Pivotal Cervical Cancer Study Finds Open Surgery Superior to Minimally Invasive Techniques

June 20, 2024 - Eden McCleskey

Patients with early-stage cervical cancer who undergo open radical hysterectomy have significantly better outcomes than patients who undergo minimally invasive radical hysterectomy, according to a five-year study led by Houston Methodist Hospital researchers and published recently in the Journal of Clinical Oncology.

The study provides longer-term, more detailed evidence validating the landmark Laparoscopic Approaches to Cervical Cancer (LACC) trial, which resulted in the National Comprehensive Cancer Network changing its guidelines to recommend open surgery over laparoscopic radical hysterectomy. The paper on the trial was published in the New England Journal of Medicine in 2018.

"Minimally invasive procedures have great benefits when it comes to reducing perioperative complications and getting people back home and on their feet faster, but it's really important, especially when you're dealing with cancer, to confirm that the new version of the procedure has long-term outcomes that are at least as good if not better than the older version of the procedure it replaced," said Dr. Pedro T. Ramirez, first author on the research and chair of the Department of Obstetrics and Gynecology at Houston Methodist. "In the case of early-stage cervical cancer, the outcomes clearly aren't as good with minimally invasive surgery."

Dr. Ramirez added that the new study should reinforce the takeaway from the 2018 trial, whose transformative results he called difficult to overstate. Since the LACC study was published, he said he's "pretty much had to talk about it nonstop because no one — including those of us who designed and led the study — had any idea that the minimally invasive outcomes would be inferior, much less that they would be this inferior to the open approach."

Cervical cancer, most frequently diagnosed in women ages 35 to 44, is the fourth most common cancer in women globally. In the United States annually, about 11,500 new cases of invasive cervical cancer are diagnosed and about 4,000 women die of the disease, according to the CDC.

The new study follows all eligible trial participants to the prescribed four-and-a-half-year endpoint and analyzes disease-free survival, overall survival, tumor size and prior treatments in more detail.

It confirms the randomized controlled trial's initial findings that open surgery is the better standard of care, with higher overall survival and disease-free survival rates than minimally invasive surgery (MIS).

Upon final analysis, of the 631 patients enrolled (319 MIS; 312 open), overall survival was 96.2% for open surgery, compared to 90.6% for MIS. Disease-free survival was 96% for the open approach and 85% for MIS.

Enrolled participants were four times more likely to relapse and three times more likely to die following laparoscopic or robot-assisted minimally invasive techniques versus open radical hysterectomy.

Prior to the publication of the LACC trial, nearly 75 percent of all cervical cancer-associated radical hysterectomies were performed minimally invasively. Studies looking at minimally invasive versus open simple hysterectomy in endometrial cancer had shown that laparoscopic procedures were associated with lower rates of perioperative complications and equivalent oncologic outcomes at the five-year mark.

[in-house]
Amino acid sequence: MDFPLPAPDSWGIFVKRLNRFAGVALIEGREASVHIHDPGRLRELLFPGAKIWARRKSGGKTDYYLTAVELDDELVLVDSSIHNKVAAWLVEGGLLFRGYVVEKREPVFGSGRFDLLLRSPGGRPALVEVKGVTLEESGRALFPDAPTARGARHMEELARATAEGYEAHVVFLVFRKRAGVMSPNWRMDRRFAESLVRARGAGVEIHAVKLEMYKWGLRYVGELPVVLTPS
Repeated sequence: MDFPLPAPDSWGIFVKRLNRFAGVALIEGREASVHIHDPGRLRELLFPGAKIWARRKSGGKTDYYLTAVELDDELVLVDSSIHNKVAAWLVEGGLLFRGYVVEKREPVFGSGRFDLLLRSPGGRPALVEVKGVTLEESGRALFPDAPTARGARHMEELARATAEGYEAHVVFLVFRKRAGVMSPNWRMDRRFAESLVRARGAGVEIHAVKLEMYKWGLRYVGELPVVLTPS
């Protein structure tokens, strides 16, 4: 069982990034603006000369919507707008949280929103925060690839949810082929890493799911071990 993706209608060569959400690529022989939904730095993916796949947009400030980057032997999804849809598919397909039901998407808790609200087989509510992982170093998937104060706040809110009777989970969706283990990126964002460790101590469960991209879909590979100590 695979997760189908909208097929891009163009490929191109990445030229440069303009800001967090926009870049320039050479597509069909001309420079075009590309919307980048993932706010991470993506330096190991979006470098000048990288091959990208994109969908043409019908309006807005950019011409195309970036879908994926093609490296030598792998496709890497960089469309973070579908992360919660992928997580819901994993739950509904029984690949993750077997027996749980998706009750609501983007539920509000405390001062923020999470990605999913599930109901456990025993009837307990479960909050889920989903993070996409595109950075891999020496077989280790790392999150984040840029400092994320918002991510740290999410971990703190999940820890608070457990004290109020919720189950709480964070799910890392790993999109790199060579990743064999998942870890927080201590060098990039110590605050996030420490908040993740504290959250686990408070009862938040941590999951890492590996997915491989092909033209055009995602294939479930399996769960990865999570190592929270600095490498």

"We aren't entirely sure why minimally invasive surgery results are worse specifically for cervical cancer, but we have some good working theories," Dr. Ramirez said.

For one thing, endometrial cancer usually manifests as a very small tumor completely encased within the confines of the uterus, whereas cervical cancer is typically a larger exophytic tumor on the surface of the cervix, with potential exposure to the surgical field.

"It may have something to do with the gas used to expand the abdomen, the manipulators that allow for better exposure during minimally invasive surgery or the fact that you have to drag the cervix through the vaginal cavity for removal — all of these could increase the potential for tumor spillage and metastasis," Dr. Ramirez explained. "Multiple studies are underway to determine the precise cause and to see if there are better ways to perform minimally invasive procedures without these risks."

For now, however, best practice dictates that cervical cancer patients shouldn't undergo minimally invasive radical hysterectomies unless they are participating in an IRB-monitored clinical trial.

"It is important to continue to get the word out about the LACC trial's results, because there are still some providers who think the risks don't apply to them or their patients," Dr. Ramirez emphasized. "Unfortunately, I'm still seeing patients five years after the recommendations were changed who were told that minimally invasive surgery was the better choice, and now something that was curable has metastasized and all we can do is try to extend their survival."

The LACC trials were partially supported by Medtronic and philanthropic donations. Dr. Ramirez' collaborators include Kristy P. Robledo, Michael Frumovitz, Rene Pareja, Reitan Ribeiro, Aldo Lopez, Xiaojian Yan, David Isla, Renato Moretti, Marcus Bernardini, Val Gebski, Rebecca Asher, Vanessa Behan, Robert L. Coleman and Andreas Obermair.

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